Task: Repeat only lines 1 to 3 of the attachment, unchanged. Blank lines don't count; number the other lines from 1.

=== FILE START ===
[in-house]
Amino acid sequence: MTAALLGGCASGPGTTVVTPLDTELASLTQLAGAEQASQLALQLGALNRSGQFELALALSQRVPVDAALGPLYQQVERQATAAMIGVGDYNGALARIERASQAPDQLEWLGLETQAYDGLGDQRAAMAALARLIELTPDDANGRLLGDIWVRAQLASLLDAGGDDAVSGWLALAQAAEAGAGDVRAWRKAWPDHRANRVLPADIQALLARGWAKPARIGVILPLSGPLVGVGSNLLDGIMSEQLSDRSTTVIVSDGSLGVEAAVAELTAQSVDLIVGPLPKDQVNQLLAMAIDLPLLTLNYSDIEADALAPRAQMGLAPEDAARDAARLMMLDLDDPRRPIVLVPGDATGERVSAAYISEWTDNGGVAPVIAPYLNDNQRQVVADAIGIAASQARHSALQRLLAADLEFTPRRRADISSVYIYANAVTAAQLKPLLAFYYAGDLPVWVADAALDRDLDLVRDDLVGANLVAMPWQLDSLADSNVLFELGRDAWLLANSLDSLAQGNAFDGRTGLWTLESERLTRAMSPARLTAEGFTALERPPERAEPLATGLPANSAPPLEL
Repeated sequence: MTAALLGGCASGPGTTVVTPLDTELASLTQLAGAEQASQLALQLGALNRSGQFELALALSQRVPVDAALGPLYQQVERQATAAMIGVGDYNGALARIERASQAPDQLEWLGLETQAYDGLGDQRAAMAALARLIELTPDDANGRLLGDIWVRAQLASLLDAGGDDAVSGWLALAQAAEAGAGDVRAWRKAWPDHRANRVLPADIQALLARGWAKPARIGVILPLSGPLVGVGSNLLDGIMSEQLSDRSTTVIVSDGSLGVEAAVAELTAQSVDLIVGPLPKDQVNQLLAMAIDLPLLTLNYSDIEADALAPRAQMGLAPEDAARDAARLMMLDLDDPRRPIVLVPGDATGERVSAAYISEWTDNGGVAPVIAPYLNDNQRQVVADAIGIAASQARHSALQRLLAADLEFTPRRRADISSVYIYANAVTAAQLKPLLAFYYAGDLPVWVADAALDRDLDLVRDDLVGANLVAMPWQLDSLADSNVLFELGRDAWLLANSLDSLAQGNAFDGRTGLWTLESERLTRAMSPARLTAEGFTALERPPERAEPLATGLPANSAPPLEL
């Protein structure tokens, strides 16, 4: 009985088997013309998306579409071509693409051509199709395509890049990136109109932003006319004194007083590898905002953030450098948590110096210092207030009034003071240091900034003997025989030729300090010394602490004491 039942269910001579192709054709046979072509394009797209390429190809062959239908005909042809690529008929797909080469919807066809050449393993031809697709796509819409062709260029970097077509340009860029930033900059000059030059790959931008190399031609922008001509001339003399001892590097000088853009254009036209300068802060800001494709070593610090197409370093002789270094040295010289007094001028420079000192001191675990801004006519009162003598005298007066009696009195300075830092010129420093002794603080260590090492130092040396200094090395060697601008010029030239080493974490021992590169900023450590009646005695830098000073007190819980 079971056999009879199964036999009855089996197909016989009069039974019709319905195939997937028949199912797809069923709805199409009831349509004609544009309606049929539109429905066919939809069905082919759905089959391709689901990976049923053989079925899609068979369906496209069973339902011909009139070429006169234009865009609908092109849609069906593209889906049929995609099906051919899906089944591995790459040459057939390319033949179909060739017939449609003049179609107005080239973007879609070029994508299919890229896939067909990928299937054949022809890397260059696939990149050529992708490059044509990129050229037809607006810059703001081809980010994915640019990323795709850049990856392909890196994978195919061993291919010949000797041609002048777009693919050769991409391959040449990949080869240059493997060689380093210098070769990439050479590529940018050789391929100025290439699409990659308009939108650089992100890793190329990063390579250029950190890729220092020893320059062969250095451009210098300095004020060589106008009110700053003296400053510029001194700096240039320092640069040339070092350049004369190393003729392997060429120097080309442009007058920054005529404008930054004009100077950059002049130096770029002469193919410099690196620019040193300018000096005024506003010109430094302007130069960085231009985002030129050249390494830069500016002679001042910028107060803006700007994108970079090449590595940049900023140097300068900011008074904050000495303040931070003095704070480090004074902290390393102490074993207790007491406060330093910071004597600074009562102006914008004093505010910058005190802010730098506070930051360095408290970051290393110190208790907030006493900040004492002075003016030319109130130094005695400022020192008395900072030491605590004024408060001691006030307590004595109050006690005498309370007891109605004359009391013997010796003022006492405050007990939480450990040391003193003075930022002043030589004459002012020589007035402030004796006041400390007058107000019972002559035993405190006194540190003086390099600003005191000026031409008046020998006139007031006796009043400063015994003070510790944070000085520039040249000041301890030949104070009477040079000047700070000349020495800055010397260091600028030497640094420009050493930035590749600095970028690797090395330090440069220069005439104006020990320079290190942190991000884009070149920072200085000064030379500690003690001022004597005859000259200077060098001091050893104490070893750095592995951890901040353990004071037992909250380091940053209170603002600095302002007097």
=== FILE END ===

[in-house]
Amino acid sequence: MTAALLGGCASGPGTTVVTPLDTELASLTQLAGAEQASQLALQLGALNRSGQFELALALSQRVPVDAALGPLYQQVERQATAAMIGVGDYNGALARIERASQAPDQLEWLGLETQAYDGLGDQRAAMAALARLIELTPDDANGRLLGDIWVRAQLASLLDAGGDDAVSGWLALAQAAEAGAGDVRAWRKAWPDHRANRVLPADIQALLARGWAKPARIGVILPLSGPLVGVGSNLLDGIMSEQLSDRSTTVIVSDGSLGVEAAVAELTAQSVDLIVGPLPKDQVNQLLAMAIDLPLLTLNYSDIEADALAPRAQMGLAPEDAARDAARLMMLDLDDPRRPIVLVPGDATGERVSAAYISEWTDNGGVAPVIAPYLNDNQRQVVADAIGIAASQARHSALQRLLAADLEFTPRRRADISSVYIYANAVTAAQLKPLLAFYYAGDLPVWVADAALDRDLDLVRDDLVGANLVAMPWQLDSLADSNVLFELGRDAWLLANSLDSLAQGNAFDGRTGLWTLESERLTRAMSPARLTAEGFTALERPPERAEPLATGLPANSAPPLEL
Repeated sequence: MTAALLGGCASGPGTTVVTPLDTELASLTQLAGAEQASQLALQLGALNRSGQFELALALSQRVPVDAALGPLYQQVERQATAAMIGVGDYNGALARIERASQAPDQLEWLGLETQAYDGLGDQRAAMAALARLIELTPDDANGRLLGDIWVRAQLASLLDAGGDDAVSGWLALAQAAEAGAGDVRAWRKAWPDHRANRVLPADIQALLARGWAKPARIGVILPLSGPLVGVGSNLLDGIMSEQLSDRSTTVIVSDGSLGVEAAVAELTAQSVDLIVGPLPKDQVNQLLAMAIDLPLLTLNYSDIEADALAPRAQMGLAPEDAARDAARLMMLDLDDPRRPIVLVPGDATGERVSAAYISEWTDNGGVAPVIAPYLNDNQRQVVADAIGIAASQARHSALQRLLAADLEFTPRRRADISSVYIYANAVTAAQLKPLLAFYYAGDLPVWVADAALDRDLDLVRDDLVGANLVAMPWQLDSLADSNVLFELGRDAWLLANSLDSLAQGNAFDGRTGLWTLESERLTRAMSPARLTAEGFTALERPPERAEPLATGLPANSAPPLEL